Wednesday, July 14, 2010

Capital Consumption, Part II

“An economy living on capital rather than income resembles a body deprived of nourishment, living off its own tissues and wasting away. But this is not an organism that is starving because of external factors beyond its control. It is, rather, suffering from an infantile inability to discipline itself and provide for its future. The irresponsibility of a government that behaves as ours does reflects the irresponsibility of its electorate. “There is a bias,” concludes Edward Tufte, “toward policies with immediate, highly visible benefits and deferred, hidden costs—myopic policies for myopic voters.” This is the mentality that refuses to plant a tree, that consumes the seed corn. The point of the proverb that warns against killing the goose that lays the golden eggs is that capital must be preserved in order to provide income. If you enjoy raost goose today, you cannot have golden eggs tomorrow. The present consumption of capital—often capital accumulated by previous generations—bears ominous tidings for the future, when people will seek income from capital that is no longer there. That is why the outcome of greed is poverty.” (Herbert Schlossberg, Idols for Destruction, p. 131-132).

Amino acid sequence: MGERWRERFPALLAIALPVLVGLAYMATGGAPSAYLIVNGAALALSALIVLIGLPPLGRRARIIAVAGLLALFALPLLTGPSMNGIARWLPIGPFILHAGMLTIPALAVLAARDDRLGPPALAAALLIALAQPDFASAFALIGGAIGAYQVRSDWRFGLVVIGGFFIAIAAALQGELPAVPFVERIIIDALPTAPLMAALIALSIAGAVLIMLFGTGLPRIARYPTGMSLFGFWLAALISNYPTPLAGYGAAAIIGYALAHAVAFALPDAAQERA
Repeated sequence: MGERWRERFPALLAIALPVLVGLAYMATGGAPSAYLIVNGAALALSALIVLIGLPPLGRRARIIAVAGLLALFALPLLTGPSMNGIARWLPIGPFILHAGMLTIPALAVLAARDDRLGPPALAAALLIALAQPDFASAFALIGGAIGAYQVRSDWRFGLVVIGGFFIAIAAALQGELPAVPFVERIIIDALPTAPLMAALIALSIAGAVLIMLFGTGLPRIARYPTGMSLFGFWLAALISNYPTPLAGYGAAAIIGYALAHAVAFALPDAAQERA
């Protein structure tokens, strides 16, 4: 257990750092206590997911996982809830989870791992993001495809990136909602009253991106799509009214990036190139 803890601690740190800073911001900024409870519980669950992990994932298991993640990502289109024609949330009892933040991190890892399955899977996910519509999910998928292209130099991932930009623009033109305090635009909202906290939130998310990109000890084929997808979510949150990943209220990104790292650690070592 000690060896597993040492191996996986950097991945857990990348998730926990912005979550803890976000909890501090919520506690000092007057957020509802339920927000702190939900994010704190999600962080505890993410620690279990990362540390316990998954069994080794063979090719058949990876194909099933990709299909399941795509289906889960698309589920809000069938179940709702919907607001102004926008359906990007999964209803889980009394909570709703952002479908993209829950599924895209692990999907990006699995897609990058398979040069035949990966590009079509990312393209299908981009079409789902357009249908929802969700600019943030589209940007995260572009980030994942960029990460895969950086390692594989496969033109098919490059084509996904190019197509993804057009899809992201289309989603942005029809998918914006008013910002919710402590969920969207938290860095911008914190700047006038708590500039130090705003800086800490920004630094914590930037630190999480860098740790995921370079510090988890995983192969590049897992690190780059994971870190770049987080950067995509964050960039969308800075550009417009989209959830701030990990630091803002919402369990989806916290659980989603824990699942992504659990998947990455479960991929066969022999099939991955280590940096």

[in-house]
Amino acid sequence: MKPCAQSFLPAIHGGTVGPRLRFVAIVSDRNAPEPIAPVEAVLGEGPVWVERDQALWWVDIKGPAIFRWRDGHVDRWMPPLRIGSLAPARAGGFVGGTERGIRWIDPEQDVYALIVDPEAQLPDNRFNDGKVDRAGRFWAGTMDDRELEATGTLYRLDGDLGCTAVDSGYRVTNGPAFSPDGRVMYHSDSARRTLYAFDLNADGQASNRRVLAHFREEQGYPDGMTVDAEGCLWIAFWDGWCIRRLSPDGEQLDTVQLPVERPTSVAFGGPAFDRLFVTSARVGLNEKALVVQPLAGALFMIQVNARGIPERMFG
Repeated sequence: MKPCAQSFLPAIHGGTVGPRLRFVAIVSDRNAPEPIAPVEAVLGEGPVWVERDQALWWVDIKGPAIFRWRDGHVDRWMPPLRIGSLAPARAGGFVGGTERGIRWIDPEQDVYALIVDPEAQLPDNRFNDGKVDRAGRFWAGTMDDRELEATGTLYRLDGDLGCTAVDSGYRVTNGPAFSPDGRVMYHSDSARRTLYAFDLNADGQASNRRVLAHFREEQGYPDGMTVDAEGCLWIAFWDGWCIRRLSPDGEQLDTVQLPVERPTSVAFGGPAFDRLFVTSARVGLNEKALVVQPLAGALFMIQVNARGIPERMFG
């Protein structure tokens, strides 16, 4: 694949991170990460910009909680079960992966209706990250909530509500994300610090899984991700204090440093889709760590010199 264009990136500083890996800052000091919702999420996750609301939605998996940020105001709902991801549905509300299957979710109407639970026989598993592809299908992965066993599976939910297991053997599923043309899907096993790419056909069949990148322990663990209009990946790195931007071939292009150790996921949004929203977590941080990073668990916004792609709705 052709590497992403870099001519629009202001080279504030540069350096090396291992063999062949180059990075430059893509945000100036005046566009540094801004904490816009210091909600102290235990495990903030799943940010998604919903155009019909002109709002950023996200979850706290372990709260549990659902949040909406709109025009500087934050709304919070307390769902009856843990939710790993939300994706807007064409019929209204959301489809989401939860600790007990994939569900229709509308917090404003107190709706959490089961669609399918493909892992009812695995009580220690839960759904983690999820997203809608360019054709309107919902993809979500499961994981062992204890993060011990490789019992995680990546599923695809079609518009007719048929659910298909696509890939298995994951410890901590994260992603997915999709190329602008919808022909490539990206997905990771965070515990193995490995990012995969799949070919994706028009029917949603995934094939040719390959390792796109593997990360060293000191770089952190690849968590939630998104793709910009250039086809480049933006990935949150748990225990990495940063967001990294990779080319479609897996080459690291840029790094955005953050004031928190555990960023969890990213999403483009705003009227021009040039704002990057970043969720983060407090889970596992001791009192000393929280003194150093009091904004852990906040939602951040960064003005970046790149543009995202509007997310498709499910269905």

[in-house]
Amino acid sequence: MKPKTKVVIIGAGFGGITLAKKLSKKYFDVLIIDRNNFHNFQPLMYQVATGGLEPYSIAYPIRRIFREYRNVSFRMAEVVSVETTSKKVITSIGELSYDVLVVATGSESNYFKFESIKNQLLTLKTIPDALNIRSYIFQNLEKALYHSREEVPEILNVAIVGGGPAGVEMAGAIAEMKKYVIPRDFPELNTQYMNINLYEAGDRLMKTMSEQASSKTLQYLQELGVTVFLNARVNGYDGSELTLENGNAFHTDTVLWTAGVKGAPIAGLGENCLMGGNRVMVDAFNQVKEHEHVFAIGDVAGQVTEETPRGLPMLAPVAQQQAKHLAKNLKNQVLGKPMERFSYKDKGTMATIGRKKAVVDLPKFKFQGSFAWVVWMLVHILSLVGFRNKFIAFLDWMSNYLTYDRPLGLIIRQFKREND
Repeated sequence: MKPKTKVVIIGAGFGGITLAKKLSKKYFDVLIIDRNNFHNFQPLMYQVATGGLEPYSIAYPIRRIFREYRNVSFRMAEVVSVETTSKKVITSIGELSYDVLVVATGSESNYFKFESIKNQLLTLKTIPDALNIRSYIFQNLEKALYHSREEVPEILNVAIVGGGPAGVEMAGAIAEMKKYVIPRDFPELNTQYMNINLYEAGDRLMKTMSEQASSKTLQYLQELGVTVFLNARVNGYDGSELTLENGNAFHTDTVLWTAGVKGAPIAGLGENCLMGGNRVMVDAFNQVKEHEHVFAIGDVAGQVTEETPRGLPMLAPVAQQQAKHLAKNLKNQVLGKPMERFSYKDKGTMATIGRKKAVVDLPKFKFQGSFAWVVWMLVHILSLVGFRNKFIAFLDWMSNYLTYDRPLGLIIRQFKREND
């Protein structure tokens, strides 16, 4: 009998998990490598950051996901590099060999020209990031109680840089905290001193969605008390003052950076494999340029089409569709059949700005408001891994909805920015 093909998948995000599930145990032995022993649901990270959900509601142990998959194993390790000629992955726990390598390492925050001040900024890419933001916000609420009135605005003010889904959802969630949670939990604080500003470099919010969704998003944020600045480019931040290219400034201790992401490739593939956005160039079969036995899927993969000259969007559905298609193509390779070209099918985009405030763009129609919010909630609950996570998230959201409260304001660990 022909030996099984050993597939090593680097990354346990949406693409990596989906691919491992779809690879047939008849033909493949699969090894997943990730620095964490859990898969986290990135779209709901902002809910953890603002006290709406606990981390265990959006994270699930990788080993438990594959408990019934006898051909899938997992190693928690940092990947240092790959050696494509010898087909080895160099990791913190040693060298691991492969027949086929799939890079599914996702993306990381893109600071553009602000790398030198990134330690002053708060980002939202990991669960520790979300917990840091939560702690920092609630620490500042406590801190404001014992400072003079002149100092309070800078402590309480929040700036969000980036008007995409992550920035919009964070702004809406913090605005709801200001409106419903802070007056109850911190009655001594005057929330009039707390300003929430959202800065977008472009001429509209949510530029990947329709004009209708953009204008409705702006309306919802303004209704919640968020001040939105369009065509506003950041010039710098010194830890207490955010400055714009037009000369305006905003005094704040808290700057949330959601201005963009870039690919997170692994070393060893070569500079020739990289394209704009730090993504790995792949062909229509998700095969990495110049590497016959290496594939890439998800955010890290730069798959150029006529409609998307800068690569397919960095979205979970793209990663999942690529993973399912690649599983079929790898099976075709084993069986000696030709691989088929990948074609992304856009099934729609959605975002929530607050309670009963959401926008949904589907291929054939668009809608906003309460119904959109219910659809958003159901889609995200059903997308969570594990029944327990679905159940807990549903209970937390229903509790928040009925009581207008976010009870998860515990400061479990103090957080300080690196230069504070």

“Taxes reduce the production of what is taxed: industry, profitability, thrift, and investment. Subsidies increase the production of what is subsidized, and in the redistributive society that means idleness and parasitism. It also means cynicism, because redistribution is invariably done in the name of justice. It is not an ideological preference to say that a state-directed economy tends to reduce wealth and a free one to increase it. It is, rather, a matter of observation. That was also the experience of the Roman Empire. The first two centuries were prosperous ones, buoyed by the unfettered opportunities for private initiative. After that the heavy hand of the state brought both poverty and oppression. People that choose wealth over freedom can have neither.” (Herbert Schlossberg, Idols for Destruction, p. 132-133).


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